CAA launches $100 million venture with Silicon Valley firm to finance post-pandemic projects
Creative Artists Agency and the Silicon Valley capital firm New Enterprise Associates announced a new investment partnership that aims to support early-stage businesses centered on commerce, content and media.
The two companies formed Connect Ventures, which launches this week with $100 million, with plans to invest up to $400 million. Its initial focus will be on supporting projects in a post-COVID-19 environment.
While Beverly Hills-based CAA will pull resources and connections in the entertainment and sports industries, New Enterprise Associates, which has invested in technology and healthcare companies globally, will provide experience in investing and company-building.
“In creating Connect Ventures, we’re bringing together two proven platforms built on decades of experience to unlock a really exciting opportunity set that is emerging at the intersection of culture and commerce, as well as data and software,” said Tony Florence, general partner and head of technology investing at NEA.
NEA has entered the world of media entertainment with investments in Buzzfeed and Masterclass, among others.
As talent agencies struggle to adapt to the rise in streaming platforms and a changing media industry, many have dipped their budgets into content creation to expand their reach. CAA formed the TV company Wiip, while William Morris Endeavor created Endeavor Content, which invests in production companies and television shows.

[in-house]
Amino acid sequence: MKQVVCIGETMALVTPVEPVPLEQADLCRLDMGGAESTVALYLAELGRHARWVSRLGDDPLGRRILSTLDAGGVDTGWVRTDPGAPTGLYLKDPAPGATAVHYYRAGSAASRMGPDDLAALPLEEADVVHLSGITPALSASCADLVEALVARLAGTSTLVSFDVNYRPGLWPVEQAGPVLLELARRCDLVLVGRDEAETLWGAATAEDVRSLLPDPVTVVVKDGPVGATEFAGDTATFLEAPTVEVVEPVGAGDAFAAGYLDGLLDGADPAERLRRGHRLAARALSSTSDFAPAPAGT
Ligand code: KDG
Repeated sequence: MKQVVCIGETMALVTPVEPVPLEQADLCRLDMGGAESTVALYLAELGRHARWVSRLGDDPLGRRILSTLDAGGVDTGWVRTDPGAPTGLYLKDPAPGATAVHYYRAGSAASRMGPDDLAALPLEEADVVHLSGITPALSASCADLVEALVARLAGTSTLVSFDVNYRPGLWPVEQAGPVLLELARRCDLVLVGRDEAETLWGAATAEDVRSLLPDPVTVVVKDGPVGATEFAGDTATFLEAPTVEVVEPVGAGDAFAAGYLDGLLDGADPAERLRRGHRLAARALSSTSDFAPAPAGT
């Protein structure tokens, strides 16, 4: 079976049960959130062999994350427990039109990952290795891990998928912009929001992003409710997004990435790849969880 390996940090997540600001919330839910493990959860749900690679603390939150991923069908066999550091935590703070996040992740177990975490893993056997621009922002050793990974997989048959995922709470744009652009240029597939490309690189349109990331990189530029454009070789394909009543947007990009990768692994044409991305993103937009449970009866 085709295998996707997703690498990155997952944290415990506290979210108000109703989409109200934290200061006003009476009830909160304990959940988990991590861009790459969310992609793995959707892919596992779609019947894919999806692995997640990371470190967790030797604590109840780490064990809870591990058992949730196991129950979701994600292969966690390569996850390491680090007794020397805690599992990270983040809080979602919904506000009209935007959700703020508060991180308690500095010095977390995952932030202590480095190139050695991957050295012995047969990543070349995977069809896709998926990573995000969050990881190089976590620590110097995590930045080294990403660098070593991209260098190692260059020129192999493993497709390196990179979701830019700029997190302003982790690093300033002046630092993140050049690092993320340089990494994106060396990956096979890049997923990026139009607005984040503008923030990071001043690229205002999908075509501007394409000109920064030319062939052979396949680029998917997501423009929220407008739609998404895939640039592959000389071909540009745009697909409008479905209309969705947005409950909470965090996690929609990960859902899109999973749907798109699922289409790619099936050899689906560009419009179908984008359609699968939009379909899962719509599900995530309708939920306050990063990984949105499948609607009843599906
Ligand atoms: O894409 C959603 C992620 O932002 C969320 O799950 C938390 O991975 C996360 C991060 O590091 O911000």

Connect Ventures’ first investment is in Spire Animation Studios, a feature animation studio founded by producer Brad Lewis (“Ratatouille,” “How to Train Your Dragon: Hidden World”) and P.J. Gunsagar, who cofounded Los Angeles-based Prana Studios and multiple other tech-based media companies.
The studio also wants to create next-generation technology that helps smaller production teams work more closely together. With $5 million raised and plans to open an office in Los Angeles, Spire Studios expects to release its first animated feature film in 2023.
“The animation industry is ready for a new voice in feature animation. We’re super excited about forging creative chemistry with talented filmmakers from across mediums to make inspiring original stories for global audiences,” Lewis, Spire’s cofounder and chief creative officer, said in a statement. Lewis spent a decade at Disney-owned Pixar and has produced projects with DreamWorks Animation and Warner Bros.
Spire Studios said it aims to attract talent from diverse backgrounds to “tell stories with depth and distinct vision.” Last week, CAA hosted a virtual town hall supporting collective action to combat misrepresentation and systemic racism in the entertainment industry.
Inside the business of entertainment
The Wide Shot brings you news, analysis and insights on everything from streaming wars to production — and what it all means for the future.
You may occasionally receive promotional content from the Los Angeles Times.